Achieving a Painterly Feel

When I work in watermedia, I use either gouache or acrylics on illustration board. But no matter what medium I’m working in, my goal is a soft-edged, painterly feel. To achieve this, I work directly: I don’t do much underpainting or use many washes. I really treat gouache, acrylics and even oils about the same—this is how I get a fresh look.

Although I put the gouache on fairly thickly, I don’t glob it on like oils. But I definitely put it on more thickly than someone building up washes in watercolor. Because gouache dries quickly, I usually mix on my palette. My gouache paintings are usually smaller, because it’s hard to cover a lot of ground painting directly when the paint dries so quickly.

I don’t do many portraits in gouache, because I still think it has a hard-edged look, even though I work to get a painterly, softer feel. Because I paint very directly with gouache it’s sometimes hard to control the edges. When I’m using gouache, I’ll often go back and soften edges either with a dry brush or by blending with a wet brush.

Acrylics handle differently than gouache. They stay moist longer, so I can work with the edges. If this doesn’t work—if I need a soft edge and I can’t get it by blending wet-into-wet, I’ll use a dry brush. Once they’re dry, you can’t rework acrylics with a wet brush. Also, if you work in acrylics, keep in mind that the more paint you get on there, the darker the colors get. If you get too many layers on, they start getting dark. If you’re going to layer at all, you have to start painting lighter than you think you want it to be.

I use a pretty traditional palette. When I’m painting in gouache (Winsor & Newton Designers), I’ll use permanent white gouache, cadmium yellow pale, orange lake light, flame red, alizarin crimson, permanent green light, permanent green medium, cobalt blue, Winsor blue and ivory black.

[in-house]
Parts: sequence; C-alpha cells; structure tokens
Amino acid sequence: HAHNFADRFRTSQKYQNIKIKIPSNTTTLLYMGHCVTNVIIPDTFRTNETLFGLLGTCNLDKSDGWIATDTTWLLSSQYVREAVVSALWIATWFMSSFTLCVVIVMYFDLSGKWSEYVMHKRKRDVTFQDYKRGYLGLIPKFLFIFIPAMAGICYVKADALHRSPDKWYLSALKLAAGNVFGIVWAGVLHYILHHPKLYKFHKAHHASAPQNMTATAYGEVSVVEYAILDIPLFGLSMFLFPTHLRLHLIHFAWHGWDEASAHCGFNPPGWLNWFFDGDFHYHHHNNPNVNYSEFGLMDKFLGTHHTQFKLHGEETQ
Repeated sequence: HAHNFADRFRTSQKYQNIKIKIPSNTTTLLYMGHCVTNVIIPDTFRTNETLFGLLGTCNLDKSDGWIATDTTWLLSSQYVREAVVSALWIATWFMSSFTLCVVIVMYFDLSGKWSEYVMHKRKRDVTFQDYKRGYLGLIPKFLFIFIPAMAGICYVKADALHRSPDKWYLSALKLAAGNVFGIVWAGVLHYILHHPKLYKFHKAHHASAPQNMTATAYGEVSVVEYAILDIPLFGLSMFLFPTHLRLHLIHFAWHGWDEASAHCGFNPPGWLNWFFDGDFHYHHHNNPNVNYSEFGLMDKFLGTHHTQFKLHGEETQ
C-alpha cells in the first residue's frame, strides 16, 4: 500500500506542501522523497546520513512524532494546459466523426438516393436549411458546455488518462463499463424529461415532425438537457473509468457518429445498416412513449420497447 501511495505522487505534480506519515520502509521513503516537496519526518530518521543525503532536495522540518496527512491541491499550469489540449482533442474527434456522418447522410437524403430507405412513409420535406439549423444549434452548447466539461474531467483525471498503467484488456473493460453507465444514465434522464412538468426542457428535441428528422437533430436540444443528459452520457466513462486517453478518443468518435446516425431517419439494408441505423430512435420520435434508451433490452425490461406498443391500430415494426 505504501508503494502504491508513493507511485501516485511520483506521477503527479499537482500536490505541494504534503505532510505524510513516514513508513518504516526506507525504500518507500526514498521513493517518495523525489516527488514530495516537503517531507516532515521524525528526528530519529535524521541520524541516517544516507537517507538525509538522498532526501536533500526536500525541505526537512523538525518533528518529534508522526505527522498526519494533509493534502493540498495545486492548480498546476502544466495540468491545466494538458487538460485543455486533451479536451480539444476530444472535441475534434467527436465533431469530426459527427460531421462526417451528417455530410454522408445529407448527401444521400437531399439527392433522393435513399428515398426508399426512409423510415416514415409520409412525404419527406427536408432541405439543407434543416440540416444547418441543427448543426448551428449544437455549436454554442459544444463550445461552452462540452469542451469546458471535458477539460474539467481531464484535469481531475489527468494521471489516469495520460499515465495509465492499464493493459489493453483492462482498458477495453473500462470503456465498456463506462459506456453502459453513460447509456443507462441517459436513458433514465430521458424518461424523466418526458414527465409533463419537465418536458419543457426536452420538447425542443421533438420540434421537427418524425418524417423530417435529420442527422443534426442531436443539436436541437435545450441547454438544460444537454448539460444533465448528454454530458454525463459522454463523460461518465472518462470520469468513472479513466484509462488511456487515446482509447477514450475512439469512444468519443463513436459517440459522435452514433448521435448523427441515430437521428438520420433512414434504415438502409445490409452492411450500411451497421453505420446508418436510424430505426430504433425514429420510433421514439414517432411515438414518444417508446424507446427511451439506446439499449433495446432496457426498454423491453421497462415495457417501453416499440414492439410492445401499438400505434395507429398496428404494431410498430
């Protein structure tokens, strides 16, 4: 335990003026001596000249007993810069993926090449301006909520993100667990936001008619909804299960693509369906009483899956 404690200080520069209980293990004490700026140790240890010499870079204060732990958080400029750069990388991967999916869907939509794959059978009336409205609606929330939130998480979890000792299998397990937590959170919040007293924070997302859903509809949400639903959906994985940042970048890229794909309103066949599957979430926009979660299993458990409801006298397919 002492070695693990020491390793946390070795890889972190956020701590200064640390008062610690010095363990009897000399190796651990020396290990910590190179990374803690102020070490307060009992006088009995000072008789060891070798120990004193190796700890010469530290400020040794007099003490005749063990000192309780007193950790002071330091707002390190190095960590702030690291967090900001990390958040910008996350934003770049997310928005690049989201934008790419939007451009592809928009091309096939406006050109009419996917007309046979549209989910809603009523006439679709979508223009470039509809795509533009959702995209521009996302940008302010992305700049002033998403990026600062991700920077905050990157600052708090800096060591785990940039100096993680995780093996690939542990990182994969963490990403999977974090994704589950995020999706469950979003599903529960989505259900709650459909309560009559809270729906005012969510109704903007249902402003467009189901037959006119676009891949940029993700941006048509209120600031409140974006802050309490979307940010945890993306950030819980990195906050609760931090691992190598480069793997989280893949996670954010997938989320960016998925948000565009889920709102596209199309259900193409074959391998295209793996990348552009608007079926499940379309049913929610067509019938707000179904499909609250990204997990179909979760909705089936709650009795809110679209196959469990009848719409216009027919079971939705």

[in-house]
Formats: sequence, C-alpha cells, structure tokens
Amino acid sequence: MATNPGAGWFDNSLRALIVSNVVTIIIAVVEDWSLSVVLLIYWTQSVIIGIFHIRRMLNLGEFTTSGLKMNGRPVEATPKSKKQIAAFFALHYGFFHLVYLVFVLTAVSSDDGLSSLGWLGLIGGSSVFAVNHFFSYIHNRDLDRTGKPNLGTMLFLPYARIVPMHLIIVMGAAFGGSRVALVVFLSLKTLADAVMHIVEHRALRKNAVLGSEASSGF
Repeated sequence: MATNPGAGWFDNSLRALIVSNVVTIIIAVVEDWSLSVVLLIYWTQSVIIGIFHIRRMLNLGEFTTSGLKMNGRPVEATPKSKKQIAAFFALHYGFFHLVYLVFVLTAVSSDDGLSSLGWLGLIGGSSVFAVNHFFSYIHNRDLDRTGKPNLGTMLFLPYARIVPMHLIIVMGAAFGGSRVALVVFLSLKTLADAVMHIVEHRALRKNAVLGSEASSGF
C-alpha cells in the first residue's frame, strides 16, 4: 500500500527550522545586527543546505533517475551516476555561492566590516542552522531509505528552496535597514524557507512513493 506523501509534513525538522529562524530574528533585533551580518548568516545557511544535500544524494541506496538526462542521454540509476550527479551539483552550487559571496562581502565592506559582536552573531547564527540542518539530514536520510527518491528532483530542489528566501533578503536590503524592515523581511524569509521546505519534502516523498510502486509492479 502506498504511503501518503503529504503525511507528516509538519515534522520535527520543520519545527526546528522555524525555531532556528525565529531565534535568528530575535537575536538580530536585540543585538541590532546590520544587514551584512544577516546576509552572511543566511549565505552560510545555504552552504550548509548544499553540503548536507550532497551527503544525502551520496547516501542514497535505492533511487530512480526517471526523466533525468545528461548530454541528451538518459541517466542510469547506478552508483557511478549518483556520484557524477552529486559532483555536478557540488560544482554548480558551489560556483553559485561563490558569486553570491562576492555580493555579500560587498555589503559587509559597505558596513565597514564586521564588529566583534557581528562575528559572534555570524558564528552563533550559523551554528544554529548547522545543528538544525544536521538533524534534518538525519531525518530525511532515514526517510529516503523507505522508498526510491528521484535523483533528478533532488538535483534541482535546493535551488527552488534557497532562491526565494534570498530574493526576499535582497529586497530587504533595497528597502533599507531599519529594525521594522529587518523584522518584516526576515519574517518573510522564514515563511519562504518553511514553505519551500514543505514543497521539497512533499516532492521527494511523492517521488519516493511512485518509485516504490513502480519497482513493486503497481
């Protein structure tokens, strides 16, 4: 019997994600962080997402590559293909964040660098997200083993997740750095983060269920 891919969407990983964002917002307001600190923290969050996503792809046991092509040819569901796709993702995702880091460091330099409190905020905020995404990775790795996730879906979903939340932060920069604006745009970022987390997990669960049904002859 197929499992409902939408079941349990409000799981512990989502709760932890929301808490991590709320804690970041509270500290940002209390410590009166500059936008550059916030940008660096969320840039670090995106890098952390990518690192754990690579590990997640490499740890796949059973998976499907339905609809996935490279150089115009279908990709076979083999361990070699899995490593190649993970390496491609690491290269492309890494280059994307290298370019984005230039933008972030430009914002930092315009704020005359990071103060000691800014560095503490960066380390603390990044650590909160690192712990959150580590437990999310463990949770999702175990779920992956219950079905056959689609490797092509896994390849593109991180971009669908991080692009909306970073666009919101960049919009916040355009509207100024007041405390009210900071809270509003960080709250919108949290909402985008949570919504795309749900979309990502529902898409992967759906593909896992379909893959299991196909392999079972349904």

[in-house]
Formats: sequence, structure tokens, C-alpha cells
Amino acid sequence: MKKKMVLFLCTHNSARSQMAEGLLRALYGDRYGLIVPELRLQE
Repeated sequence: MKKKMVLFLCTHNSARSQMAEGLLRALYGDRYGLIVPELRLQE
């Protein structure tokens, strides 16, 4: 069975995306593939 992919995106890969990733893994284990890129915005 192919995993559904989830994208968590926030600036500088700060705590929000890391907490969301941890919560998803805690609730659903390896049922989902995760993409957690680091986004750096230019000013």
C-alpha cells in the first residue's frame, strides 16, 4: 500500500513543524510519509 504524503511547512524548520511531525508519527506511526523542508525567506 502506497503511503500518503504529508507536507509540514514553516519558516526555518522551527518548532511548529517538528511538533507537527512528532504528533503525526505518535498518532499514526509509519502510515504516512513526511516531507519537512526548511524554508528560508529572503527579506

When I use acrylics (Liquitex in tubes), I use titanium white, cadmium yellow, orange lake light, cadmium red light, Napsol crimson, chromium oxide green, permanent green metal, cobalt blue and ultramarine blue.

John Salminen, of Duluth, Minnesota, is a signature member of several watercolor societies and has received many honors, including the Dolphin Fellowship from the American Watercolor Society and “master” status from the Midwest Watercolor Society. His work has been featured in several publications and exhibited in the National Academy in New York City and in a solo exhibit in Washington, D.C. He holds a master’s degree in art education from the University of Minnesota, Duluth, and is represented by the Bryant Galleries in Jackson, Mississippi, and New Orleans, and the Lake Area Artists Gallery in White Bear Lake, Minnesota.

You may also like these articles:

COMMENT